I wasn’t sure so I just logged in and checked my first purchase, it was a book in 2002. I was only using dial up at the time and didn’t trust putting my card details into the computer so sent a cheque for payment! How things have changed since then.

    • 4 years ago

      Amazon was quite a slow burn in the UK I think, to begin with. Even when I was at eBay 1999-2002, we didn’t think much about them. They weren’t the competition.


  • I just took a look on both Amazon UK and US and on both sites my earliest purchases seem to be 2001, but I’m damn sure I’d bought stuff before that.

    I must have started a new account when I moved house and/or changed card or something.

    I notice on I bought a hell of a lot of 10th Kingdom DVDs back in 2001. I used to “import” them and sell them on eBay for silly money 🙂


    • 4 years ago

      Hey Dr Steve,

      Lots of sellers did that in the old days. I remember that.

      It was quite easy to buy stuff off Amazon and sell it on eBay at a profit because eBay had more of a popular appeal and auctions got better prices often.

      I wonder if it’s still possible now? probably but not on such good terms!



  • Merlo
    4 years ago

    30th Jan 2000 – Holding the Zero, Gerald Seymore. Is there a prize for this?

  • 4 years ago

    The disbursement issue is a sad way to mark 15 years of trading for poor old Amazon UK.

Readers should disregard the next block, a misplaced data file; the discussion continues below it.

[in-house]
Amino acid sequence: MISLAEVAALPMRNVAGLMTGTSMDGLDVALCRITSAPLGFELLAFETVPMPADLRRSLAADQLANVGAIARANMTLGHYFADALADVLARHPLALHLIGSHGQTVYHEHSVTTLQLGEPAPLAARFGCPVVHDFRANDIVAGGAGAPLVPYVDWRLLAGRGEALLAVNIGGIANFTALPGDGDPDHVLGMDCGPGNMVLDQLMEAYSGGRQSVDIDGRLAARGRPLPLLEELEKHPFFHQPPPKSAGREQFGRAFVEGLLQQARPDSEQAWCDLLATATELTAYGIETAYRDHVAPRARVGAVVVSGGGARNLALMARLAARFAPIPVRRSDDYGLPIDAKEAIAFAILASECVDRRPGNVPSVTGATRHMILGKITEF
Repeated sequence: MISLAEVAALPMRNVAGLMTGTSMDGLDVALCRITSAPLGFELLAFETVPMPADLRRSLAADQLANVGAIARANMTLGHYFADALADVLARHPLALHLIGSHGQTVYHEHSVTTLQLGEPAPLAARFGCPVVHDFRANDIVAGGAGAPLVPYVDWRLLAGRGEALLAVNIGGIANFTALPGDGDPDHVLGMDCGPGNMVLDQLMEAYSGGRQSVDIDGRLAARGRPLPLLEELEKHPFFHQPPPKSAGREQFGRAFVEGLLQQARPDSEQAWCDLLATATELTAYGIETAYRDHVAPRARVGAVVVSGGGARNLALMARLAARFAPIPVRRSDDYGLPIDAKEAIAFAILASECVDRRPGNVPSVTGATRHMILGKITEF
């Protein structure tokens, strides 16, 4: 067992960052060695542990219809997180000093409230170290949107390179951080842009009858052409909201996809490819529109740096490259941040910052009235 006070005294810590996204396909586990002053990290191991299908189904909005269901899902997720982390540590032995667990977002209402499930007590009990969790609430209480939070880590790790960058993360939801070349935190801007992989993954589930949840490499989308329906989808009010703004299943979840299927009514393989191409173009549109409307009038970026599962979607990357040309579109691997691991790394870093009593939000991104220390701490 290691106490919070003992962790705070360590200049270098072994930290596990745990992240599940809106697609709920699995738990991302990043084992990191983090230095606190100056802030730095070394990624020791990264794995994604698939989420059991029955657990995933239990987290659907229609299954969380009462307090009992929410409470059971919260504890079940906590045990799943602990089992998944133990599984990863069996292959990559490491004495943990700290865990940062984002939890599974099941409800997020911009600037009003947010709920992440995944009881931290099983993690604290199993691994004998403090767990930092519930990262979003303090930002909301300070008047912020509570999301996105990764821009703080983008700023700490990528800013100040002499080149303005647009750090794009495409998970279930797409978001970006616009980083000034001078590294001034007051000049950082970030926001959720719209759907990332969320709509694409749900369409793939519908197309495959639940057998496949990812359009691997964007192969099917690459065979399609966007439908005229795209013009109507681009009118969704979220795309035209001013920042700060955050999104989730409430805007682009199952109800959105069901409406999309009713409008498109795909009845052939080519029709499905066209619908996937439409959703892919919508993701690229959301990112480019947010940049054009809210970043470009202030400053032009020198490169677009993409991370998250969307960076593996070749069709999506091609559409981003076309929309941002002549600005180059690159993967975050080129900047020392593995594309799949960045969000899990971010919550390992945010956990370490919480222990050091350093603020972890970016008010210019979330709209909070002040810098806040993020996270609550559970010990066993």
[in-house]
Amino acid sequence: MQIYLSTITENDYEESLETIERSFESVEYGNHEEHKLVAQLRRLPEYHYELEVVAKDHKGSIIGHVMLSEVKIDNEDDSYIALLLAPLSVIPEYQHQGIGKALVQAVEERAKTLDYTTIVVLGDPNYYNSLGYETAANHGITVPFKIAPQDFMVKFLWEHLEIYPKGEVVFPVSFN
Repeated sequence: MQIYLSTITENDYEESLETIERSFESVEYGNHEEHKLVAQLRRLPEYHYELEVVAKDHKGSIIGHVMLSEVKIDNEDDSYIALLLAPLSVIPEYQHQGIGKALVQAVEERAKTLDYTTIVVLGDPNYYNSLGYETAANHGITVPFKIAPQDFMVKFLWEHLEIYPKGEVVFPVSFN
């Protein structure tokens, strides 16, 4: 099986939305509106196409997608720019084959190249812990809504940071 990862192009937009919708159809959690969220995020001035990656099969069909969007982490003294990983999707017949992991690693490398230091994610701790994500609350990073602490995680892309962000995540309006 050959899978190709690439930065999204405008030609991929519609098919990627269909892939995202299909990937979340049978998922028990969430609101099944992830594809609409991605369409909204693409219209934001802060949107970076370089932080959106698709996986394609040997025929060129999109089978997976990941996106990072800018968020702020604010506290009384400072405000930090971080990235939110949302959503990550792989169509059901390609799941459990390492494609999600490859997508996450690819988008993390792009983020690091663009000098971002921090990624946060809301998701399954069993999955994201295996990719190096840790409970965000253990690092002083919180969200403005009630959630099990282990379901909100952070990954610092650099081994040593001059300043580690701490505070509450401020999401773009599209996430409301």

• katakitty
    4 years ago

    I must live in a black hole because 90% of my Amazon purchases take at least 10 days to arrive. It’s got so bad that I now only buy on there if I can afford to wait 2 weeks. I would add I only live a mile from the M25 in the NW corner.

  • Shaun
    4 years ago

    It is amazing to see all my purchases from Amazon from 2000 onwards. They must have an amazing sales history on us all. They know things about me my girlfriend doesn’t (ignorance is sometimes bliss).

  • 4 years ago

    Not sure if anyone knows this the domain name was actually purchased from a friend of mine, Bob Clayton. Sadly he has now passed away. However his name lives on at the Chesterfield-FC message board which is dedicated to him

    Check out Bobs Board

    However he would never tell me how much he sold the name for…..